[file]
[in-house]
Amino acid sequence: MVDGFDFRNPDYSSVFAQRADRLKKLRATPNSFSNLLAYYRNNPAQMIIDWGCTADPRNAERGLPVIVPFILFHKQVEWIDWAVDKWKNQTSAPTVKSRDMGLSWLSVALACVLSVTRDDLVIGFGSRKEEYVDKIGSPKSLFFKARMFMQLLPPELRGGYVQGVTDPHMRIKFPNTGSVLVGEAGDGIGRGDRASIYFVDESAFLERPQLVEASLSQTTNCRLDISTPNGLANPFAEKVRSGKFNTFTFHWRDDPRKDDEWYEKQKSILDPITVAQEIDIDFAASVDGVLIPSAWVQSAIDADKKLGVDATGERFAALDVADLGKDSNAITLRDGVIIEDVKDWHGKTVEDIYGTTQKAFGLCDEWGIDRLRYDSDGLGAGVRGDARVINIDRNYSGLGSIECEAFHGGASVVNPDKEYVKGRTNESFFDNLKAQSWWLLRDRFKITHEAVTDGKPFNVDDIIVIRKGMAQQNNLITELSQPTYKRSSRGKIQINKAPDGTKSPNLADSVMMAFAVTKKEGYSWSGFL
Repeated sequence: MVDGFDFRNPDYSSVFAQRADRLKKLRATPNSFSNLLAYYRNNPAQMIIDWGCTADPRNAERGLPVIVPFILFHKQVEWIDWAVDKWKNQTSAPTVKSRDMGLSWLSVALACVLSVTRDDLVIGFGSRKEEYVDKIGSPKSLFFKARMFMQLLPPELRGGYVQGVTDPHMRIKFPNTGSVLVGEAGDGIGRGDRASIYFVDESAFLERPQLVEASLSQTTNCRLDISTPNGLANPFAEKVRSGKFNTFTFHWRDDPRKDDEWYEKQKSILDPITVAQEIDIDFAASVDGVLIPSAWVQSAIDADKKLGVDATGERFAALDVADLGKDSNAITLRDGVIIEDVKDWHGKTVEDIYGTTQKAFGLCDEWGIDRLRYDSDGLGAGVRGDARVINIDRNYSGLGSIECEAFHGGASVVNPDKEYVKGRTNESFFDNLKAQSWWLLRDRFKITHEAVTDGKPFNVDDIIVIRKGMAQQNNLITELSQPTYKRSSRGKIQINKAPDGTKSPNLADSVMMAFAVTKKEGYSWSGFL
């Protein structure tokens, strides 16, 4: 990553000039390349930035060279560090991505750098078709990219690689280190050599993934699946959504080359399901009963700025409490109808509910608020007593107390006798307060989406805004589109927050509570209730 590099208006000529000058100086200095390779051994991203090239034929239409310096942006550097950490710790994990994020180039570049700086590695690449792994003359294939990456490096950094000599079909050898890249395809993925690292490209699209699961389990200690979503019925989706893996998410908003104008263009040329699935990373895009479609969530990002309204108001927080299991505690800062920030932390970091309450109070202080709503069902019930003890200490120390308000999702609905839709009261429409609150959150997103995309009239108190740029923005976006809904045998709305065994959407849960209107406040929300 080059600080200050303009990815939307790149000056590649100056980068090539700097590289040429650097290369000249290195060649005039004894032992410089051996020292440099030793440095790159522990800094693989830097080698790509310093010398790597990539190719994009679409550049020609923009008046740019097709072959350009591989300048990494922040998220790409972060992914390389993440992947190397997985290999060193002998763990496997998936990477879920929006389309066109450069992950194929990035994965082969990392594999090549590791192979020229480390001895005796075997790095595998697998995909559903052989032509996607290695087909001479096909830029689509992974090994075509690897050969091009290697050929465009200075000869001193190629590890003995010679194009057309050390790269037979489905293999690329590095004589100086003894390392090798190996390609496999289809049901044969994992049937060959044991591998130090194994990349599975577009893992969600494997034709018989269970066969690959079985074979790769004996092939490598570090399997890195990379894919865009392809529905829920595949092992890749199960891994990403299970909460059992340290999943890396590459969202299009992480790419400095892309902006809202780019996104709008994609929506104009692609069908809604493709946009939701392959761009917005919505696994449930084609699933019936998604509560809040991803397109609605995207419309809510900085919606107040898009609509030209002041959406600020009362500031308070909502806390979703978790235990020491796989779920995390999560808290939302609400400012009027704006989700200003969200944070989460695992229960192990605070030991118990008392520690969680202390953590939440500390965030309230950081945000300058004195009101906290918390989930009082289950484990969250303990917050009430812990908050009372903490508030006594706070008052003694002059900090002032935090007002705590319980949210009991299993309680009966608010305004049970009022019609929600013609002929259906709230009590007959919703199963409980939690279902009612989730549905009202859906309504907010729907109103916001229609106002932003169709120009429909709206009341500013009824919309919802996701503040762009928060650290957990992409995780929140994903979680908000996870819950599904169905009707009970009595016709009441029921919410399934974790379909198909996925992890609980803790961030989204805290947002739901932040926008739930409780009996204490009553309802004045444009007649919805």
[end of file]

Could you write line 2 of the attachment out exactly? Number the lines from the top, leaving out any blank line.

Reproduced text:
Amino acid sequence: MVDGFDFRNPDYSSVFAQRADRLKKLRATPNSFSNLLAYYRNNPAQMIIDWGCTADPRNAERGLPVIVPFILFHKQVEWIDWAVDKWKNQTSAPTVKSRDMGLSWLSVALACVLSVTRDDLVIGFGSRKEEYVDKIGSPKSLFFKARMFMQLLPPELRGGYVQGVTDPHMRIKFPNTGSVLVGEAGDGIGRGDRASIYFVDESAFLERPQLVEASLSQTTNCRLDISTPNGLANPFAEKVRSGKFNTFTFHWRDDPRKDDEWYEKQKSILDPITVAQEIDIDFAASVDGVLIPSAWVQSAIDADKKLGVDATGERFAALDVADLGKDSNAITLRDGVIIEDVKDWHGKTVEDIYGTTQKAFGLCDEWGIDRLRYDSDGLGAGVRGDARVINIDRNYSGLGSIECEAFHGGASVVNPDKEYVKGRTNESFFDNLKAQSWWLLRDRFKITHEAVTDGKPFNVDDIIVIRKGMAQQNNLITELSQPTYKRSSRGKIQINKAPDGTKSPNLADSVMMAFAVTKKEGYSWSGFL